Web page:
Tender, funny, and touching: a fitting close to an admirable career.


In her elegiac final novel, the late Adams picks up the story of Cynthia and Harry Baird where she left off in A Southern Exposure (1995).

It’s now August 1944, and Cynthia is home in Pinehill, the southern college town to which the couple relocated during the Depression. Harry, a naval officer, is stationed in London; daughter Abigail is about to start at Swarthmore. The opening scene, a party for Abigail and her Radcliffe-bound friend Melanctha Byrd, sets the stage with Adams's customary deftness. Cynthia is having an affair with war correspondent Derek McFall, who is “not in love with her, not at all.” Her maid Odessa, a stately black woman whose husband is also in the Navy, likes Cynthia but has little use for “her supposed best friend” Dolly Bigelow, a near-caricature of the bigoted southern belle who later proves to be not quite as dumb or prejudiced as she seems. Melanctha's father, alcoholic poet James Russell Lowell Byrd, and his much younger second wife, Deirdre, are among the other locals in attendance as readers absorb the town's ingrown, gossipy nature. Up north, meanwhile, Abigail falls in love with James Marcus, son of New York Jewish communists satirized with wicked accuracy as straitjacketed by their world's conventions just as tightly Cynthia's southern neighbors. Despite a plethora of love affairs and two deaths, almost everyone is essentially marking time, aware that America will be dramatically different “after the war.” The story closes two years later with a wedding. Most of the characters (depicted with Adams's trademark sensitivity) have made meaningful changes in their lives; even Cynthia and Harry's complex marriage seems to be healing after a rocky reunion. As in most of Adams's fiction, the quiet narrative concerns itself less with political issues (though white racism is a constant subtext) than with personal struggles, which coalesce to create an overall atmosphere of a slightly anxious yet always eager embrace of life's possibilities.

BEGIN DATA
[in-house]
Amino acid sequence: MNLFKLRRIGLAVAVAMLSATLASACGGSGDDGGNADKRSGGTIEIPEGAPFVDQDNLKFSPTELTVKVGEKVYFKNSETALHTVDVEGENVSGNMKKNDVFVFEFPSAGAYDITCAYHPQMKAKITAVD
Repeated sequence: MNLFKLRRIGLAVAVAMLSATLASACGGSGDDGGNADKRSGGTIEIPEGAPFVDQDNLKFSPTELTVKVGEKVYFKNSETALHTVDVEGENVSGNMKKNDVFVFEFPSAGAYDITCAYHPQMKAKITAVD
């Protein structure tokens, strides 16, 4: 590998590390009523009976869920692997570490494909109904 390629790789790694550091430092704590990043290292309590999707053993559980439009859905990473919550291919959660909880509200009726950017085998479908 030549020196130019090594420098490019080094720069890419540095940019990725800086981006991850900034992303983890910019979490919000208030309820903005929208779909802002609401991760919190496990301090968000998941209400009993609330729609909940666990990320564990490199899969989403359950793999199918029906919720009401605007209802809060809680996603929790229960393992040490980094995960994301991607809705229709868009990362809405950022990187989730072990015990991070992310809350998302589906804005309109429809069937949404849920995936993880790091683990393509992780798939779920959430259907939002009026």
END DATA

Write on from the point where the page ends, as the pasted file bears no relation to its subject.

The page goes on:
Tender, funny, and touching: a fitting close to an admirable career.

Pub Date: Sept. 26, 2000

ISBN: 0-375-40683-2

Page Count: 320

Publisher: Knopf

Review Posted Online: June 24, 2010

Kirkus Reviews Issue: Aug. 15, 2000

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Miller makes Homer pertinent to women facing 21st-century monsters.

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A retelling of ancient Greek lore gives exhilarating voice to a witch.